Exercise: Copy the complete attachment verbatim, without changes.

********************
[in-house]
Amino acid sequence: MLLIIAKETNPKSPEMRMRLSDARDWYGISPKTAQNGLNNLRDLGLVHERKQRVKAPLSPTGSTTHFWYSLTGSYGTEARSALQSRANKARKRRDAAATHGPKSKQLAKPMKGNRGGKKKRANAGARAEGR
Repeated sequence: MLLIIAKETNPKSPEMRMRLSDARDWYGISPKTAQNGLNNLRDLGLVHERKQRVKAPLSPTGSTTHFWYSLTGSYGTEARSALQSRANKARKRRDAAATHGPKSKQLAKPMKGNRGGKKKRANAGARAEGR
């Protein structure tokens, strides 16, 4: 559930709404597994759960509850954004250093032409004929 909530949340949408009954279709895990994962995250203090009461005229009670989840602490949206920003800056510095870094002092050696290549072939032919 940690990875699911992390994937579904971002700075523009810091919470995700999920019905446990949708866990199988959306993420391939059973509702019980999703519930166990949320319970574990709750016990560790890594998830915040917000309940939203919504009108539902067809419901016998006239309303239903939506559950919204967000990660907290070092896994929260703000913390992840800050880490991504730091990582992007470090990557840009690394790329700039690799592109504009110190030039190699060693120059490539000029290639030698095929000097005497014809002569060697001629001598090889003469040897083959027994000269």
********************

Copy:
[in-house]
Amino acid sequence: MLLIIAKETNPKSPEMRMRLSDARDWYGISPKTAQNGLNNLRDLGLVHERKQRVKAPLSPTGSTTHFWYSLTGSYGTEARSALQSRANKARKRRDAAATHGPKSKQLAKPMKGNRGGKKKRANAGARAEGR
Repeated sequence: MLLIIAKETNPKSPEMRMRLSDARDWYGISPKTAQNGLNNLRDLGLVHERKQRVKAPLSPTGSTTHFWYSLTGSYGTEARSALQSRANKARKRRDAAATHGPKSKQLAKPMKGNRGGKKKRANAGARAEGR
């Protein structure tokens, strides 16, 4: 559930709404597994759960509850954004250093032409004929 909530949340949408009954279709895990994962995250203090009461005229009670989840602490949206920003800056510095870094002092050696290549072939032919 940690990875699911992390994937579904971002700075523009810091919470995700999920019905446990949708866990199988959306993420391939059973509702019980999703519930166990949320319970574990709750016990560790890594998830915040917000309940939203919504009108539902067809419901016998006239309303239903939506559950919204967000990660907290070092896994929260703000913390992840800050880490991504730091990582992007470090990557840009690394790329700039690799592109504009110190030039190699060693120059490539000029290639030698095929000097005497014809002569060697001629001598090889003469040897083959027994000269």